Book in categories:
economics
business
politics
finance

Economics in One Lesson

Books recommended with this one:

Comments and mentions from HN threads:

Ask HN: Books with a high signal to noise ratio?


timtas: I highly recommend it for anyone who wants a foundational understanding of economics. "One Lesson" is meant as a claim that the book is pure "signal." And it is.

Ask HN: What are the must-read books about economics/finance?


geff82: ...is a classic worth reading and thinking about. While you don't necessary have to follow the libertarian way of thinking it guides you to, it still shapes your critical thinking about economic policies a lot.

frankyo: ...changed my life. If you want to read one book only, read this one. It's sort, easy to understand and ruthlessly logical.

Mentions by: tmaly : vegancap : waleedsaud

Ask HN: Books you read in 2016?


quantazelle: Explains classical economics in a way where I now can understand what politicians are talking about.

Ask HN: Which books have made you introspect?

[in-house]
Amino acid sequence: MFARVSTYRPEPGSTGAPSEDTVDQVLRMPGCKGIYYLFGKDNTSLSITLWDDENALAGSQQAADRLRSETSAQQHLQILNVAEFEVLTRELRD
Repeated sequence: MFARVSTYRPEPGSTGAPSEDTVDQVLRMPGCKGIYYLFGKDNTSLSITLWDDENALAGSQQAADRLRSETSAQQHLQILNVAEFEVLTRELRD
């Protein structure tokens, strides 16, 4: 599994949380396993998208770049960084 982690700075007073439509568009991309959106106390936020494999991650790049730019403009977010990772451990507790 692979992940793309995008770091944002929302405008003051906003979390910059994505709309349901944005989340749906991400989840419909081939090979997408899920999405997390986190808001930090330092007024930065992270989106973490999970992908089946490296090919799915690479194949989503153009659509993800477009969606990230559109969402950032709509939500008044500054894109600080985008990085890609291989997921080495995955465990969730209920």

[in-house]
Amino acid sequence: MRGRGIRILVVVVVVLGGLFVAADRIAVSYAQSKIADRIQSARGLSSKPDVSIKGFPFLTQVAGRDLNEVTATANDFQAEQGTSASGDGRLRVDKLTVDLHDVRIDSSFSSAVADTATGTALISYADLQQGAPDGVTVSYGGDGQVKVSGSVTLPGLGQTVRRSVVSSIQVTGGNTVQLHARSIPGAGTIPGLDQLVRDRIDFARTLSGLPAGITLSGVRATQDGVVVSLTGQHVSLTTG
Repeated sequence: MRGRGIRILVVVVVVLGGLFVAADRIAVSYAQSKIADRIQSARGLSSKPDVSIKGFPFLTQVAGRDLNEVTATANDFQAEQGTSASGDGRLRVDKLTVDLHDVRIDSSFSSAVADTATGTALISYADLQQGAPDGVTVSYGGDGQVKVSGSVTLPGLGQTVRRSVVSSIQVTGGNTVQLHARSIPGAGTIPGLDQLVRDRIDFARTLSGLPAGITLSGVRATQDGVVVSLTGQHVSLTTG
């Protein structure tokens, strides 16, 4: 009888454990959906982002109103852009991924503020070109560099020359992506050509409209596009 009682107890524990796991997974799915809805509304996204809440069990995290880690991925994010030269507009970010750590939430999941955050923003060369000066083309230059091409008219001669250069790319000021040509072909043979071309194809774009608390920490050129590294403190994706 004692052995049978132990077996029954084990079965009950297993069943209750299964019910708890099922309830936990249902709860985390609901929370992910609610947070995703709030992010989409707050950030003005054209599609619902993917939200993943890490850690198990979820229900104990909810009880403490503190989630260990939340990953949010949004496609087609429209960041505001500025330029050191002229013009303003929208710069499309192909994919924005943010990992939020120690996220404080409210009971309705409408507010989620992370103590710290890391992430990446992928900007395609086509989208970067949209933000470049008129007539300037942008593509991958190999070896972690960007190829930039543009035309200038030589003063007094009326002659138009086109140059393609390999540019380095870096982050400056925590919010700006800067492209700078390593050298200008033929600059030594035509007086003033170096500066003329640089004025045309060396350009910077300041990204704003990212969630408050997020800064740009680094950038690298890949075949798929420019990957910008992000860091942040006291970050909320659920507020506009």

cocktailpeanuts: The title doesn't do it justice because it sounds so cliche, but once you read it, you'll actually agree that this DOES cover everything you need to know about economics (although heavily biased towards austrian economics than keynesian) Also an important side effect: You'll realize how economics is not just some boring, esoteric, and impractical stuff that you'll never need to deal with in your life, but actually essential in designing complex systems.

Ask HN: What's one book that changed your life?


filleokus: It's old but many of the lessons he teaches are still relevant today. It opened my eyes to the danger of only thinking about the things that are easily observable, and ignoring the "unseen" things.

Ask HN: What books changed the way you think about almost everything?


lpolovets: After this book, I now think much more carefully about proposed policies/rules/business strategies/etc. "Subsidized child care" or "charge businesses per seat" can sound great on the surface, but specific proposals often have so many unintended or negative consequences that are not discussed, and it's important to weigh those consequences against the benefits.

Mentions by: porsager : markdog12 : briandear